Why Math Overflow works, and why it might not

I spent a bunch of time yesterday playing with Math Overflow, the new math Q&A website launched last week by Berkeley grad students David Brown and Anton Gerashchenko. The site is built on the popular Stack Exchange platform, giving users the power not only to ask and answer questions but to vote on other people’s answers, giving those users “reputation points” which they can use to unlock more features of the site.

I was chatting with Tim Gowers last month, in the context of PolyMath, about what made a website “sticky,” or, to put it more pungently, “addictive” — what makes users willing to go back to the same site multiple times a day, and keep it up for weeks or months?  Math Overflow seems to have this quality in a particularly pure form.  Unlike PolyMath — where showing up half a day late might well give you no chance of catching up and making a contribution — Math Overflow offers a constantly changing array of new questions.  Questions to which you might know the answer right off the top of your head — or at least if you take ten minutes to think about it, or just a quick half-hour to scan through some references or…

Now at this point you might say “I could answer this, but I don’t really have the time right now.”  But then somebody else would answer it first! And then you wouldn’t get that warm feeling of helping somebody out!

I think this quality of rightnowness is what’s kind of great about Math Overflow, the thing that will get a lot of people to look at it consistently and thus make it a useful place to ask questions.  But there’s also something worrisome about it.  It shouldn’t be important to be the first one to answer.  A much more rational response to that “right now” feeling would be:  “I don’t need the warm feeling.  An earnest, hard-working grad student will come along and give the same answer I would have given; except the E,HWGS will spend more time and give a more thorough answer with more details included.”  And maybe giving a terse, dashed-off answer as soon as you see the question will actually prevent that E,HWGS from ever writing the ideal answer!

But then, a terse, dashed-off answer is a lot better than no answer.  At the moment I’m very high on this site.  I hope a lot of people — even earnest, hard-working senior faculty — will put a shoulder to it, and see what happens.

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7 thoughts on “Why Math Overflow works, and why it might not

  1. Richard says:

    Oh no … yet another thing to distract me from work on my paper!

  2. Qiaochu Yuan says:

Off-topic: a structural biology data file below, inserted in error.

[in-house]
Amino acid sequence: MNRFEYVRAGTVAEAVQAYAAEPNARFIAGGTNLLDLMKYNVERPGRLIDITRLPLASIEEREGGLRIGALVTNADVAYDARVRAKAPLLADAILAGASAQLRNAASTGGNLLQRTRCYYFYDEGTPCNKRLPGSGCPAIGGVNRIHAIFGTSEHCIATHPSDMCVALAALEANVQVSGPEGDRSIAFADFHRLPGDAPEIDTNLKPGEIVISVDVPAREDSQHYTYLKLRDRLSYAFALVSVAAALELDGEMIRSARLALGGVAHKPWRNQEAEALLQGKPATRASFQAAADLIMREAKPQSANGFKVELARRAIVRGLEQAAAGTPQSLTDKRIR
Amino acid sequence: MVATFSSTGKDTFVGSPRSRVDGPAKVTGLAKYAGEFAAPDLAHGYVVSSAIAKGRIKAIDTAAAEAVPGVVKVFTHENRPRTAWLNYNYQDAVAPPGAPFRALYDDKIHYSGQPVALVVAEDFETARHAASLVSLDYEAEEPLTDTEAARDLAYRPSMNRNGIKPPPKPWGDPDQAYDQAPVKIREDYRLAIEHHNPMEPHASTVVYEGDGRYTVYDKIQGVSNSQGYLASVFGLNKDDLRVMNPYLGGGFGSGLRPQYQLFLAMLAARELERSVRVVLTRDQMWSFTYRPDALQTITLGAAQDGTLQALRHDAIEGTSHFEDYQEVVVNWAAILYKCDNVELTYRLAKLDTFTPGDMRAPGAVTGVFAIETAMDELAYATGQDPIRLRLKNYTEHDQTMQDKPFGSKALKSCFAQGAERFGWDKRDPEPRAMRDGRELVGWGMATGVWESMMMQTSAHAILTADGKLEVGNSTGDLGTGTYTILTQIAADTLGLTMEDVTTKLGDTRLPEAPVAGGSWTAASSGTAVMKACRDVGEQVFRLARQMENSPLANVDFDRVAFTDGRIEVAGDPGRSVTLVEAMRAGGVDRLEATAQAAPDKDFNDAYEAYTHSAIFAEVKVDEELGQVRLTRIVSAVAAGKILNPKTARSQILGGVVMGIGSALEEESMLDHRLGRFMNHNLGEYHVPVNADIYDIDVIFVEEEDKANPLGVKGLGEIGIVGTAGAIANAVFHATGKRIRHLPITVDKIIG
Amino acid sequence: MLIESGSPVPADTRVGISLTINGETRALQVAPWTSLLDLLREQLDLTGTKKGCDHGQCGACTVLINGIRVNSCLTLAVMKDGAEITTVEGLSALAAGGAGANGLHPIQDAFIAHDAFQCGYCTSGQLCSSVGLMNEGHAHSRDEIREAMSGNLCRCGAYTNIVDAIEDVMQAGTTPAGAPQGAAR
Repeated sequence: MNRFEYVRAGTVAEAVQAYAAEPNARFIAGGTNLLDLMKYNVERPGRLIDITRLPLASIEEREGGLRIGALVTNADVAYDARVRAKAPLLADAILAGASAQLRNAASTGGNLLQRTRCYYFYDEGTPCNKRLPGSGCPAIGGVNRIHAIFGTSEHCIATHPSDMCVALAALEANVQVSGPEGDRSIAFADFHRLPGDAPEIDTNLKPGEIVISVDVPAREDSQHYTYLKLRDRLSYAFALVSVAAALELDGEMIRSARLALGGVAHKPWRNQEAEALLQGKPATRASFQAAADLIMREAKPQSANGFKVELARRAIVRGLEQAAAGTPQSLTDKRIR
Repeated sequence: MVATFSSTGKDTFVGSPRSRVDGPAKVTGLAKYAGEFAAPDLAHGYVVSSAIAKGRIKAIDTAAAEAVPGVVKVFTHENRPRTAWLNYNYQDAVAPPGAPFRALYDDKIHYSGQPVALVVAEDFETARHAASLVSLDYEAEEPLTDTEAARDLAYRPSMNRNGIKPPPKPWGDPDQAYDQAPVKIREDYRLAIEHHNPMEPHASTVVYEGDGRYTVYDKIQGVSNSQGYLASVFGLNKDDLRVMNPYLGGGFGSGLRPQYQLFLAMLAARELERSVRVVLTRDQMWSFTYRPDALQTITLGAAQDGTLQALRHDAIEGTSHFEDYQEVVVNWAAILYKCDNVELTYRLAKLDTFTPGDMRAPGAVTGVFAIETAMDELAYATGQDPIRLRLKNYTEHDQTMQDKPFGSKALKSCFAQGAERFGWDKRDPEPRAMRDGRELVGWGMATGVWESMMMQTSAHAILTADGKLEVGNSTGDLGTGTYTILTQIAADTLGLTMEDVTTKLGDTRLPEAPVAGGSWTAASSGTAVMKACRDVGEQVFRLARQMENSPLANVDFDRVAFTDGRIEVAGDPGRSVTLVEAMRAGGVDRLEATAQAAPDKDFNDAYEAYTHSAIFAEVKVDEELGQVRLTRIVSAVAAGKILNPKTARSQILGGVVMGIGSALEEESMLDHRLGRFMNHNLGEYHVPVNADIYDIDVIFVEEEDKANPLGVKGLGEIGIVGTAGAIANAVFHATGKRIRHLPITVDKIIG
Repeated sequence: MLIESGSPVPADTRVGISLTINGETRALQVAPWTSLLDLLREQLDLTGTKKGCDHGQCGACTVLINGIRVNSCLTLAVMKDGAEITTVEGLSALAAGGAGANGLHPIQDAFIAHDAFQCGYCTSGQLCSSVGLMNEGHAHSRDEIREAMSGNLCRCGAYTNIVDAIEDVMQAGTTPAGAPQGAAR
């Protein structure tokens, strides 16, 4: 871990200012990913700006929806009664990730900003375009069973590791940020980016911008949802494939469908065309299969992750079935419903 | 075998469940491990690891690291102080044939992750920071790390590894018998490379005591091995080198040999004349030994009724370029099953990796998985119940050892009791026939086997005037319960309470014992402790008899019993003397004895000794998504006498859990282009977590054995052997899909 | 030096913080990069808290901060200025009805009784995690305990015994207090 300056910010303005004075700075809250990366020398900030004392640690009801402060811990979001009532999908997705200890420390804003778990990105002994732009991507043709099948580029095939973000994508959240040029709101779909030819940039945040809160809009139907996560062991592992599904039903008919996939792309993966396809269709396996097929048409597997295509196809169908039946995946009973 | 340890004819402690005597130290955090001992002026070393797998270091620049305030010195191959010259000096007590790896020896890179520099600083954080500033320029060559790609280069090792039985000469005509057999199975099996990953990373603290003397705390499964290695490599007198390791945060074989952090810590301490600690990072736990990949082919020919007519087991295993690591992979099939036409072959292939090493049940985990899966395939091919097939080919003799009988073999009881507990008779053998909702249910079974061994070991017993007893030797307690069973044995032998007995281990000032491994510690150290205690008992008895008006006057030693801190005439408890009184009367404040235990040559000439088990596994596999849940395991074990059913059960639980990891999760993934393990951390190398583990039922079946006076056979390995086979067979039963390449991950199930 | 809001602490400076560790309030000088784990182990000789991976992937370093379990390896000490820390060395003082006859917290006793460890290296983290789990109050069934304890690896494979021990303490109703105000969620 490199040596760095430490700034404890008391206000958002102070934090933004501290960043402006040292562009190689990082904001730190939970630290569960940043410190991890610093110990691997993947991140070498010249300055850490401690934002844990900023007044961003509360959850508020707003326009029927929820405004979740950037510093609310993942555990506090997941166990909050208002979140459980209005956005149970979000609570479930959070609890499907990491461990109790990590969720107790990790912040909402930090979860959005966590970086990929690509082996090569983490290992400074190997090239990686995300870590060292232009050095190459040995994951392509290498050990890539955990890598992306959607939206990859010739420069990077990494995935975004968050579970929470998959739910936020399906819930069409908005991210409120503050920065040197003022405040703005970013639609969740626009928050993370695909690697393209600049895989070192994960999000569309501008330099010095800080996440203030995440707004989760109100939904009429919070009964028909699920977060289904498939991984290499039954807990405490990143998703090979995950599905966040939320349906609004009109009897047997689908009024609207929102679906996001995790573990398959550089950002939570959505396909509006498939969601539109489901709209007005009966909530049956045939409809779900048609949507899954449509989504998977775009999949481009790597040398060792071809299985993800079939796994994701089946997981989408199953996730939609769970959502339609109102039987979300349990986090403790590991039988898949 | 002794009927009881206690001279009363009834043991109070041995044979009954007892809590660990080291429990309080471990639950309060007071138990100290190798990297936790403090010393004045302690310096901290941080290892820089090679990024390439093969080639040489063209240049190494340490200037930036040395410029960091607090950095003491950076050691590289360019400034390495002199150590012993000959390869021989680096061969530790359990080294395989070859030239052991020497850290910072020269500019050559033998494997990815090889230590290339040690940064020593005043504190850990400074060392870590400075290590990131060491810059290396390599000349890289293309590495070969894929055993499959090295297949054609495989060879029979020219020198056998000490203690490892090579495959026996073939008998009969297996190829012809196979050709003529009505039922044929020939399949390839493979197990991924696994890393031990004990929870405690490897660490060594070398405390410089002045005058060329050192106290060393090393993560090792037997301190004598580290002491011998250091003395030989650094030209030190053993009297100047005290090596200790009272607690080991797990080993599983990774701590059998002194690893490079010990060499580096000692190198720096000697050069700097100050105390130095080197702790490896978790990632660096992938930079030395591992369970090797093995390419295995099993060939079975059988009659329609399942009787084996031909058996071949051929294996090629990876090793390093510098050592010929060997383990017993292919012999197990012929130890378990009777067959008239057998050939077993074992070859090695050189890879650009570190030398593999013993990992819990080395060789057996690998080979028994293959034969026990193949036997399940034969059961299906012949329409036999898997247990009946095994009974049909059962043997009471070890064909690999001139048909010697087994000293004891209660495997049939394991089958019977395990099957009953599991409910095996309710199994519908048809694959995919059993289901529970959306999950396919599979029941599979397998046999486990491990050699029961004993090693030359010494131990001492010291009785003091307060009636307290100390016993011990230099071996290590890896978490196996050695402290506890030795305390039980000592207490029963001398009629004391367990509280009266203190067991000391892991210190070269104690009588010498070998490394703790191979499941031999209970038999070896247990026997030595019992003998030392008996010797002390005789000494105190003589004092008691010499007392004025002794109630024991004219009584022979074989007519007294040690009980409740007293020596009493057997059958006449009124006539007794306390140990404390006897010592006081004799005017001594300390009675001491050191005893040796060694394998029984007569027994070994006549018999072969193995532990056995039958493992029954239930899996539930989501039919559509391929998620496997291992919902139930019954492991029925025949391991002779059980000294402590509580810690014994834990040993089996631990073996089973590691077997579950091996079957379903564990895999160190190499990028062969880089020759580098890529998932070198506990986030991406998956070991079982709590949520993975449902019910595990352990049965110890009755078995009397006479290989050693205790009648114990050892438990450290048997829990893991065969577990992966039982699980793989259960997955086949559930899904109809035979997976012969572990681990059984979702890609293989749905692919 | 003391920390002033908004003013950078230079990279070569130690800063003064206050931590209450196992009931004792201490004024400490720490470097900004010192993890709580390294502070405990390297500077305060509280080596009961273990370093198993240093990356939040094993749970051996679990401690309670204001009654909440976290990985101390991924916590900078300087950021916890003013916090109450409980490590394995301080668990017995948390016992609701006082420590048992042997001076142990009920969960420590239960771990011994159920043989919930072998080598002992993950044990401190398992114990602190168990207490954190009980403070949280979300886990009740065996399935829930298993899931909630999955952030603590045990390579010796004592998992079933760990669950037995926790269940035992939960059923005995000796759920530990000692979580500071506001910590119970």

I don’t think it’s been important to be the first one to answer. As long as the question is still on the first page people do vote up answers that appear later but are more thorough than earlier answers.

  3. […] Quomodocumque I learned of a new website, Math Overflow, where you can ask and answer mathematical questions. It […]

  4. […] I should try to ask the problem also on “math overflow“. See also here, here and here for what math […]

  5. Anonymous says:

    Terry Tao is quoted as describing MathOverflow as venerable newsgroup sci.math, but with more modern, ‘Web 2.0’ features”. I think this is a perfect description, as long as one drops the adjective “venerable”. Underlying the initial appeal of MathOverflow is a hidden promise that cannot be delivered, and sooner or later the emperor will be revealed to have no clothes. The premise of MathOverflow is that, unbeknown to us, there is a large pool of hidden mathematical talent with the historical, technical, and intuitive knowledge waiting to answer our questions. Sadly, this is not the case. Any expert using this site will soon realize that many of the best answers come from “the usual suspects”. Reference requests and questions outside one’s field may still be usefully be posted to MathOverflow, but I don’t think this will always be the case. As the “experts” gradually realize that they may not have so much to learn from the site, they will correspondingly spend less time visiting — thus decreasing further the proportion of intelligent questions and answers. Of course, there will be people to fill the void left by the experts — there are the addicts (to be fair, there is a small but non-zero intersection of this set with experts), the misplaced egos (the continual bane of mathematicians everywhere — people who don’t know what they are talking about), the enthusiasts, the amateurs, and finally, the cranks. If one looks at recent number theory questions, it certainly seems as though the enthusiasts have been in the ascendancy for quite some time. Even if the cranks are held at bay (which they are, mostly), in another six months MathOverflow will be a pale imitation of its initial self (if it hasn’t reached that point already).

    I also wanted to give some of my thoughts about polymath, but those are slightly more nuanced, so I will leave that for another time.

  6. . says:

    I more or less agree with Anonymous, though for people at somewhat isolated places this sort of thing can be quite valuable. Moreover, the patience and kindness of posts by experts such as Emerton are a nice step in the direction of helping to fight against the reputation of math as a club for the few. Buzzard’s willingness to ask a lot of reasonable questions is a good thing too. But the proportion of idiotic questions has certainly gone up too much, and the grad students at Berkeley who ask way too many questions should make more use of their good location and stop cluttering the site with weird/idle questions. (Of course, the same applies to others, but the ones at Berkeley have less of an excuse.) MO is heading in the direction which Anonymous predicts, but is not quite there yet.

  7. Dirty Davey says:

    FYI, there is now a mathematics forum at the main Stack Exchange site:


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